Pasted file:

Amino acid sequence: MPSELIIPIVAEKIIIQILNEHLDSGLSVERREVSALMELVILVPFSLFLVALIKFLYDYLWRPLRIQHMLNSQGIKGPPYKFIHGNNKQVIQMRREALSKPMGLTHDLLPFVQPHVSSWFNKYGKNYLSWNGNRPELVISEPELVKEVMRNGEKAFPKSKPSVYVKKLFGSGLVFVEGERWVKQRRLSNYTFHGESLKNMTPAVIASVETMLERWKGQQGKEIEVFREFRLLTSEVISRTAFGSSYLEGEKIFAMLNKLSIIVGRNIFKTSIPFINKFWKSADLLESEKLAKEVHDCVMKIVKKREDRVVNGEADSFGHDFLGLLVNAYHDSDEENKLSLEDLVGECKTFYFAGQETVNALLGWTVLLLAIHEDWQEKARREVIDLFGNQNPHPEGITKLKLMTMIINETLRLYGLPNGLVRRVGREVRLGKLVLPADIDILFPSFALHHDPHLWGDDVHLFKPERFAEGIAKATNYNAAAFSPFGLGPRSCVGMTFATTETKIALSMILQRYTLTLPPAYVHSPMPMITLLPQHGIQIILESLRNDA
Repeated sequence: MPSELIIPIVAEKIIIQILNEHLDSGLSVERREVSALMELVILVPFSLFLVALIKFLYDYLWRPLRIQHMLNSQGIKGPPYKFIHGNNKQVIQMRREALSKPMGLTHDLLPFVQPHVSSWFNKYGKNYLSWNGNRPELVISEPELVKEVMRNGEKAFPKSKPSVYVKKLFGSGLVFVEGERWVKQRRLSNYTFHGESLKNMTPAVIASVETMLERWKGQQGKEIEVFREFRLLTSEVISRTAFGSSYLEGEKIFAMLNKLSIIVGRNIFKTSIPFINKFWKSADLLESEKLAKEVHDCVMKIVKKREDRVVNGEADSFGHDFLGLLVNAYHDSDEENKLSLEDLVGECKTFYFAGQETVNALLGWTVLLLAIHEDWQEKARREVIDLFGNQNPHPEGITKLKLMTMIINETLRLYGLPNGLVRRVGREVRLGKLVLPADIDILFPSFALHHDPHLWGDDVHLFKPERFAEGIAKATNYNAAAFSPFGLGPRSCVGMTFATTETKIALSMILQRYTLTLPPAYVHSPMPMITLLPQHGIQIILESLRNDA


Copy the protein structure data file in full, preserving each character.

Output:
Amino acid sequence: MPSELIIPIVAEKIIIQILNEHLDSGLSVERREVSALMELVILVPFSLFLVALIKFLYDYLWRPLRIQHMLNSQGIKGPPYKFIHGNNKQVIQMRREALSKPMGLTHDLLPFVQPHVSSWFNKYGKNYLSWNGNRPELVISEPELVKEVMRNGEKAFPKSKPSVYVKKLFGSGLVFVEGERWVKQRRLSNYTFHGESLKNMTPAVIASVETMLERWKGQQGKEIEVFREFRLLTSEVISRTAFGSSYLEGEKIFAMLNKLSIIVGRNIFKTSIPFINKFWKSADLLESEKLAKEVHDCVMKIVKKREDRVVNGEADSFGHDFLGLLVNAYHDSDEENKLSLEDLVGECKTFYFAGQETVNALLGWTVLLLAIHEDWQEKARREVIDLFGNQNPHPEGITKLKLMTMIINETLRLYGLPNGLVRRVGREVRLGKLVLPADIDILFPSFALHHDPHLWGDDVHLFKPERFAEGIAKATNYNAAAFSPFGLGPRSCVGMTFATTETKIALSMILQRYTLTLPPAYVHSPMPMITLLPQHGIQIILESLRNDA
Repeated sequence: MPSELIIPIVAEKIIIQILNEHLDSGLSVERREVSALMELVILVPFSLFLVALIKFLYDYLWRPLRIQHMLNSQGIKGPPYKFIHGNNKQVIQMRREALSKPMGLTHDLLPFVQPHVSSWFNKYGKNYLSWNGNRPELVISEPELVKEVMRNGEKAFPKSKPSVYVKKLFGSGLVFVEGERWVKQRRLSNYTFHGESLKNMTPAVIASVETMLERWKGQQGKEIEVFREFRLLTSEVISRTAFGSSYLEGEKIFAMLNKLSIIVGRNIFKTSIPFINKFWKSADLLESEKLAKEVHDCVMKIVKKREDRVVNGEADSFGHDFLGLLVNAYHDSDEENKLSLEDLVGECKTFYFAGQETVNALLGWTVLLLAIHEDWQEKARREVIDLFGNQNPHPEGITKLKLMTMIINETLRLYGLPNGLVRRVGREVRLGKLVLPADIDILFPSFALHHDPHLWGDDVHLFKPERFAEGIAKATNYNAAAFSPFGLGPRSCVGMTFATTETKIALSMILQRYTLTLPPAYVHSPMPMITLLPQHGIQIILESLRNDA